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Buccaneers' Brian Price playing again after two radical surgeries

Price, a former standout at UCLA, underwent two procedures to keep his hamstrings attached to his pelvis. Two months ago, he could barely walk. On Sunday, he will start at defensive tackle.

September 14, 2011|By Sam Farmer
  • Former UCLA defensive tackle Brian Price, left, takes part in a practice drill with Tampa Bay Buccaneers teammate Ted Larson in July. Price, who underwent two radical surgeries in the offseason, says he's motivated by people who believed his NFL career was over.
Former UCLA defensive tackle Brian Price, left, takes part in a practice… (Brian Blanco / Associated…)

Brian Price, once a wrecking ball on UCLA's defensive line, has beaten long odds to return to the NFL after two off-season surgeries aimed at keeping his hamstrings attached to his pelvis, rather than breaking loose and coiling down the backs of his thighs.

For Price, who will start at defensive tackle Sunday for the Tampa Bay Buccaneers, his excruciating recovery was a 10-step process.

Meaning just two months ago, he could run only 10 steps.

"You have these doubts in your head at times," said Price, a second-round pick of the Buccaneers in 2010 who, because of his congenitally malformed pelvis, spent the last half of his rookie season on injured reserve. "You're thinking, 'Am I going to be able to play the same? Am I going to be able to play football again?' "

There was good reason for those questions. Price underwent two rare and radical surgeries — one on each side of his pelvis — to correct his problem. Those involved using two metal screws per side to anchor a large piece of bone back to the pelvis. That piece of bone, on each side, is where the hamstrings attach.

According to Buccaneers trainer Todd Toriscelli, whereas the two pieces of the pelvis normally fuse into a single bone in adults, the halves of Price's pelvis were connected by a more breakable cartilage. The player's hamstrings — tight as piano wire — were progressively pulling apart his pelvis.

The Buccaneers were alerted to the problem in Price's first minicamp, when he was injured during a drill in which the defensive linemen had to pick up a tennis ball while running, an exercise that reminds them to stay low to the ground.

An MRI exam showed that not only had Price broken his pelvis on one side, but there also were signs of the same problem on the other side.

"That happens to a small percentage of the population," Toriscelli said. "But in professional football it hadn't been seen where someone actually had that and went on to injure it."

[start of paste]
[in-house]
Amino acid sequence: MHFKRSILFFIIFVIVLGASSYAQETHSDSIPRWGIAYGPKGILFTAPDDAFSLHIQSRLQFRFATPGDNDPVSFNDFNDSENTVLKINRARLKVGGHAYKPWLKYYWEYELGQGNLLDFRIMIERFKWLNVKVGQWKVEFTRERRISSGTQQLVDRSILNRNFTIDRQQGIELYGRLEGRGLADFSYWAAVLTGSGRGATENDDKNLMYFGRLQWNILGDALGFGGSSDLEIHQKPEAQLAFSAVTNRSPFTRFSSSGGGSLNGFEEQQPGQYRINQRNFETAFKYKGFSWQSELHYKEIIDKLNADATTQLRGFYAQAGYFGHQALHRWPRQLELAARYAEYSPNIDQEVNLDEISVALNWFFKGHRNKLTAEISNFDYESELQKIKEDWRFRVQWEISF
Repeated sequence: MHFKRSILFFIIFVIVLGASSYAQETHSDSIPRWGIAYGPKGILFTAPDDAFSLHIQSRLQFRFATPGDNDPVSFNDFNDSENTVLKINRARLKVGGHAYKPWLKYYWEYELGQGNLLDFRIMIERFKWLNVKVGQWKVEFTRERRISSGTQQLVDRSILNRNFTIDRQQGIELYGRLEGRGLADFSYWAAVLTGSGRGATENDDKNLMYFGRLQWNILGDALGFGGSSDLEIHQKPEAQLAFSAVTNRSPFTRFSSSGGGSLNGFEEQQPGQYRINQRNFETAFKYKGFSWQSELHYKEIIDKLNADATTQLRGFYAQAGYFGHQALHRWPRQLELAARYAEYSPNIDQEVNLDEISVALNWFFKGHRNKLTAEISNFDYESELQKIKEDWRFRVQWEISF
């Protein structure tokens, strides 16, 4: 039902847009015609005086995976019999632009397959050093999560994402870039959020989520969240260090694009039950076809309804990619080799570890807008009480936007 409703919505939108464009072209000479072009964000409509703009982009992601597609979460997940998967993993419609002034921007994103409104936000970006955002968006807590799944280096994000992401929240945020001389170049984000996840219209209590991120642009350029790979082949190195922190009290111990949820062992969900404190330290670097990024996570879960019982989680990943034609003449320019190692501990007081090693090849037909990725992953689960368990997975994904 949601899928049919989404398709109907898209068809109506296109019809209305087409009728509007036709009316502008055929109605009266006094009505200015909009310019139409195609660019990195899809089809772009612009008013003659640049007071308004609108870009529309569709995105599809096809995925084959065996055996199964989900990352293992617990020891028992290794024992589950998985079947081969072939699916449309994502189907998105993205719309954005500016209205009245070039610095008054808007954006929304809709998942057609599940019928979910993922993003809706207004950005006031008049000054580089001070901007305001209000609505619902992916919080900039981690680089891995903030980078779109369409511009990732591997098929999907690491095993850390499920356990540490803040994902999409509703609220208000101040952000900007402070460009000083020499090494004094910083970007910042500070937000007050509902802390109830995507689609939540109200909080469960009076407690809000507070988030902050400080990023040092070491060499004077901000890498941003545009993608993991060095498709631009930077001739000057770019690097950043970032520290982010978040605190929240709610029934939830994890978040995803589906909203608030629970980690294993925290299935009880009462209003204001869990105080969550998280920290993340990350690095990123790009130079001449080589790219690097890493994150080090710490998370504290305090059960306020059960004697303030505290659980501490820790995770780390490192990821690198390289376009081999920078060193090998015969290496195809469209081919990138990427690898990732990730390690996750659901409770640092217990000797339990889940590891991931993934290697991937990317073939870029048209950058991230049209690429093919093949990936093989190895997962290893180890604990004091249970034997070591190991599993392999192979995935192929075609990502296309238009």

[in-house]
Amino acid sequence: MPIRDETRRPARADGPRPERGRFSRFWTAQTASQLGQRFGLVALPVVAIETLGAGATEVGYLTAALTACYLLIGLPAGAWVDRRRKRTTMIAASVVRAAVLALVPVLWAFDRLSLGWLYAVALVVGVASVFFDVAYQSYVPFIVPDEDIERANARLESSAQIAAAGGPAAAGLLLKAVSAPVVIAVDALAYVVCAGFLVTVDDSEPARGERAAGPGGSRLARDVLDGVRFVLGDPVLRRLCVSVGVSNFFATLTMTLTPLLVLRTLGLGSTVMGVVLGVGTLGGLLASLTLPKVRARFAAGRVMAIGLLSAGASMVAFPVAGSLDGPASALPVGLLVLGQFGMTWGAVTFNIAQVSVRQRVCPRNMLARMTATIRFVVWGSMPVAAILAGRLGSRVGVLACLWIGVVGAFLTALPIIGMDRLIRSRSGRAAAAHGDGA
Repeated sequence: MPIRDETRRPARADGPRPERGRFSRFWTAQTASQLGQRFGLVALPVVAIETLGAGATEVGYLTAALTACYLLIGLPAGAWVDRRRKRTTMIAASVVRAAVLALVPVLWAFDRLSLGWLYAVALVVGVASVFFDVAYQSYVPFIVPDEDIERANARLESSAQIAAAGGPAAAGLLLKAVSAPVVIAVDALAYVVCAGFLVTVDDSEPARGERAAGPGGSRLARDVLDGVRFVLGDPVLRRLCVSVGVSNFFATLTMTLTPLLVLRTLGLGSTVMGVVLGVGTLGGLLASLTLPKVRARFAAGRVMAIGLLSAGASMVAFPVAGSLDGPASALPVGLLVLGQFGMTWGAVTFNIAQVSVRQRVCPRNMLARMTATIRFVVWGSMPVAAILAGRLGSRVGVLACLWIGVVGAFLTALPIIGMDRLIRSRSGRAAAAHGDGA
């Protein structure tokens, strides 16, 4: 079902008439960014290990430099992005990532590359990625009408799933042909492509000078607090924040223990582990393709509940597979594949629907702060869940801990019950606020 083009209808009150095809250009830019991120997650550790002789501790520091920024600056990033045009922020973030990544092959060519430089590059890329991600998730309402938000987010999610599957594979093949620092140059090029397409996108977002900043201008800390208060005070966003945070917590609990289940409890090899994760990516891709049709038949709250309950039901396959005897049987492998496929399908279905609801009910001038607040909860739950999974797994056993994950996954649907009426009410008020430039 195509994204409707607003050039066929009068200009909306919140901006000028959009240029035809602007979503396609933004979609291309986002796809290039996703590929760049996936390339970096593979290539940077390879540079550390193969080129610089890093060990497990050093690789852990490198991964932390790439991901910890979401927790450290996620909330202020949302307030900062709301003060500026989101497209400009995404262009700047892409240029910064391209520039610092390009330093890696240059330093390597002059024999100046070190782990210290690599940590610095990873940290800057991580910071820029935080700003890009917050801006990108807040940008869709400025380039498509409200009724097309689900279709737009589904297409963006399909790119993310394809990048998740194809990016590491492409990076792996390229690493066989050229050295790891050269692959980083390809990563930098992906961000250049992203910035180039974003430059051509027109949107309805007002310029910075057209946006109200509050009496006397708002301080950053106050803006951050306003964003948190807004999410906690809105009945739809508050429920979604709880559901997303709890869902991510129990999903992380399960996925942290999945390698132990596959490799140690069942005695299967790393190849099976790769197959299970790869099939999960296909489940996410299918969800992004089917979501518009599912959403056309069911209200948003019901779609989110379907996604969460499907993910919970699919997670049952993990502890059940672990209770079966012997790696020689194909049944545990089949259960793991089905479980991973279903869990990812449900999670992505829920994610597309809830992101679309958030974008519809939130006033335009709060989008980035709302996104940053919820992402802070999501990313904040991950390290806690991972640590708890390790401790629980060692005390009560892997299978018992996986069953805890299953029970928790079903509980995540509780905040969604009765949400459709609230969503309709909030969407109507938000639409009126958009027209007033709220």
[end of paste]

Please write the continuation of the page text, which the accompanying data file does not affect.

That Price was injured picking up a tennis ball is bizarre considering he was a 300-pound nightmare for UCLA opponents, repeatedly bursting through double- and sometimes triple-teams to get to the football. In 2009, he was named the Pacific 10 Conference's defensive player of the year and was drafted 35th overall.

Price, who played in five games as a rookie despite the painful hamstrings, was put on injured reserve in early November and immediately underwent surgery on one side of his pelvis. As a preemptive measure, the same surgery was performed on the other side in January. John Zvijac, the team's surgeon, performed the surgeries; the Buccaneers did not make him available for this story.

After the surgeries, Price was not able to dress himself or take a shower without help from his wife. The searing pain from his hamstrings radiated up into his back and did not allow him to sit through a movie. His mother and two sisters flew to Florida from Los Angeles to help while he recovered. The simplest tasks became chores.

"He's a big tennis shoe guy, he's got millions of shoes, and he couldn't wear the shoes he wanted to because he had to have someone else put the shoes on for him," said his wife, Candice (Davis) Price, a former USC hurdler. "Like a little kid, you've got to push their foot in … he wasn't able to push with his feet. Just the normal things he couldn't do."

His recovery was complicated by the lockout, because Price was not able to work with Toriscelli and therefore had to arrange a lot of his treatment himself. Returning to football by this season almost seemed like a fantasy.

Toriscelli got a chance to work with him for a day in April when the lockout was briefly lifted, and the trainer was not encouraged by what he saw. Price was dedicated as usual, and his tolerance for pain was typically sky-high, but he had so far to go.

Price was similarly discouraged in July, when he tried to run for the first time after surgery, and could not even get a block outside his Tampa high-rise before the searing pain in his hamstrings was too much to handle. He made it 10 steps.

The next day, he got farther. And the next day farther still.

"After a couple of weeks I was jogging far," he said. "I was proud of myself, like, 'Man, just a couple of weeks ago I could only do 10 steps. Look at me now.' "

He topped out at a mile, which was a lot for a huge man who had moved very little in the previous eight months. He bought a bike, and one day rode it eight miles. The recovery was slow and painful — it still is — but Price was inching forward.

"This guy has been in pain for literally a year," Toriscelli said. "I'm not talking about just mild discomfort. I'm talking about driving home he's got to sit on those bones, laying in bed, you just can't get away from it. Certainly trying to play professional football … it's just an absolutely remarkable thing, and a compliment to his drive and motivation. He is a very special person, I can tell you that."

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